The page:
The Predator is making headlines these days for all the wrong reasons. Few of them will describe the latest take on the franchise as a particularly good movie.
To its credit, the film actually finds some fresh ground to explore in the series. It’s too bad then that it’s such a weird hybrid of goofy comedy and bloody vicious action. The film can’t have it both ways. Too often The Predator feels like a movie that doesn’t know what it wants to be when it grows up.
When a Predator crash lands on Earth, military sniper Quinn McKenna (Boyd Holbrook, Gone Girl) snags some of its hardware. Quinn isn’t trying to share all of his intel and gets tossed in a military prison bus with fellow losers (Trevante Rhodes, Thomas Jane, Keegan-Michael Key, Alfie Allen and Augusto Aguilera) when The Predator comes back for his gear.
Partnering with biologist Casey Brackett (Olivia Munn, X-Men: Apocalypse), the soldiers not only have to contend with multiple predators, but a strike force led by researcher Traeger (Sterling K. Brown, Hotel Artemis). And Quinn has to save his son Rory (Jacob Tremblay, Room) before the predators come gunning for him.
There’s some laughs here, which is odd since I’ve never anticipated a lot of comedy in a Predator film. The jokes start to have a try hard feeling by the midpoint. Director/co-writer Shane Black (Iron Man 3) and co-writer Fred Dekker don’t seem to worry about tone or how scenes line up with one another. Who cares if characters get dismembered and decapitated if the scene ends with the Predator grabbing an arm to give a thumbs up gesture?
Some of the humor is on the bewilderment level of I couldn’t believe someone thought this scene made sense. In the true comedic low points, there’s constant mocking of Baxley’s Tourette syndrome, Rory’s Asperger’s syndrome, PTSD and an overall shoddy treatment of the few female characters.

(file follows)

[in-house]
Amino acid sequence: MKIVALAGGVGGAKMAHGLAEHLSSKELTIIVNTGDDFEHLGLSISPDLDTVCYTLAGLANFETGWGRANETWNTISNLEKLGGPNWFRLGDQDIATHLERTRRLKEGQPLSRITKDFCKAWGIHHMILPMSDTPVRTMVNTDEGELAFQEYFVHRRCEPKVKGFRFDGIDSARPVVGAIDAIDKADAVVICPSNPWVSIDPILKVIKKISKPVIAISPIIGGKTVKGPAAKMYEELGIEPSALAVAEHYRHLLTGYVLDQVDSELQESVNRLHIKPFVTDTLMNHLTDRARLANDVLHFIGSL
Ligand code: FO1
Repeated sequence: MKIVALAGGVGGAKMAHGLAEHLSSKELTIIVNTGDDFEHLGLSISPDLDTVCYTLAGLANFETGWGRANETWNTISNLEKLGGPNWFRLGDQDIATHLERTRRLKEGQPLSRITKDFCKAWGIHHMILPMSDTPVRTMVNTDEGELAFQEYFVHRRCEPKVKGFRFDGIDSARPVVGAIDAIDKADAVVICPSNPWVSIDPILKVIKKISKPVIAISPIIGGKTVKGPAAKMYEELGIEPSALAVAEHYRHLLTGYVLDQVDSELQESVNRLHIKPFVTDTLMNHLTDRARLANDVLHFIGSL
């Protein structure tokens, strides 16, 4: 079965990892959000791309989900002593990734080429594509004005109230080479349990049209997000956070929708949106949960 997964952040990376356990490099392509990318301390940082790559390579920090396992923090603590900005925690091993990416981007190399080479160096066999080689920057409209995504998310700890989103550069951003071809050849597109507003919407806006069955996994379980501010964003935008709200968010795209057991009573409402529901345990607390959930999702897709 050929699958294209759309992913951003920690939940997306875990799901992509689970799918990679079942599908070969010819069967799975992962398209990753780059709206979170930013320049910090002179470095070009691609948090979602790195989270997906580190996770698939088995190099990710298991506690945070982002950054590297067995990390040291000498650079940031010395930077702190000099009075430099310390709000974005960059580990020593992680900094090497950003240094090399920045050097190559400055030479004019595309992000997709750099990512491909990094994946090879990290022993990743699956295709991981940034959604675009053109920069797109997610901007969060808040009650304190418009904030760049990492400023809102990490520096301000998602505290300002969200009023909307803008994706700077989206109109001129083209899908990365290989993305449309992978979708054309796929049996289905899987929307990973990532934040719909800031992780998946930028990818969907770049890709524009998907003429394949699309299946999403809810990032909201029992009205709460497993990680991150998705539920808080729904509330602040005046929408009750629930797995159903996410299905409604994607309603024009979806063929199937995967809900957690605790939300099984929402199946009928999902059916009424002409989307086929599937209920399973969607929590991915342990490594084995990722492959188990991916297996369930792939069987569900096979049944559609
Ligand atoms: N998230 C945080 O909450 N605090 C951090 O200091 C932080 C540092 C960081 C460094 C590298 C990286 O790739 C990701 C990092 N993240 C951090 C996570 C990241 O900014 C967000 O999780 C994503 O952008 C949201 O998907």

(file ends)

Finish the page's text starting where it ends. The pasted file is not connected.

Baxley blurts out something so ridiculously vile and Casey is just supposed to go along with it. There’s some moments like the scene where a tranquilized Casey is placed legs spread facing Quinn on his motorcycle that seem like poor judgement. It’s hard to imagine a female director shooting that scene in a similar matter especially for a weak physical comedy gag.
Yvonne Strahovski seemed like a smart casting choice after her action heavy role in Chuck, but her character is on the sidelines having to rally the troops to follow her estranged husband Quinn.
A lot of action movies this year have managed to avoid star power logic. That’s when the star avoids the exact same fate that leaves another character dead. The Predator happily cheats its established rules by having the predators avoid killing blows for the stars. There’s no suspense if Casey is going to survive since she’s the only female and Quinn does absolutely nothing to warrant The Predator saving him for his final kill.
It doesn’t help that Holbrook is the least charismatic of the main cast. Brown blows him away in terms of being the most electric performer on screen whenever he appears to the point the film would have been a lot more entertaining if he switched roles with Holbrook. At least then Quinn’s swagger would have been believable. Key can’t pull off tough or remotely menacing while Rhodes does what he can with a limited supporting role. Allen is also wasted.
Black continues to be a talented, but frustrating filmmaker. His reliance on comedy in even the most stressful and dangerous scenarios dilutes the tension. He directs his cast as if they’re posturing first and acting naturally second. The stakes rarely feel like a matter of life or death and it’s largely due to Black’s nonchalant handling of these supposedly intense moments.
The Predator franchise has to be running low on fumes at this point. This wasn’t the film to reignite a fan base that’s ready for a comeback. It’s both impressive and sad that the 1987 original is still the high water mark of the series. The latest installment won’t be challenging for the throne and isn’t a contender.
Rating: 3 out of 10
Photo Credit: 20th Century Fox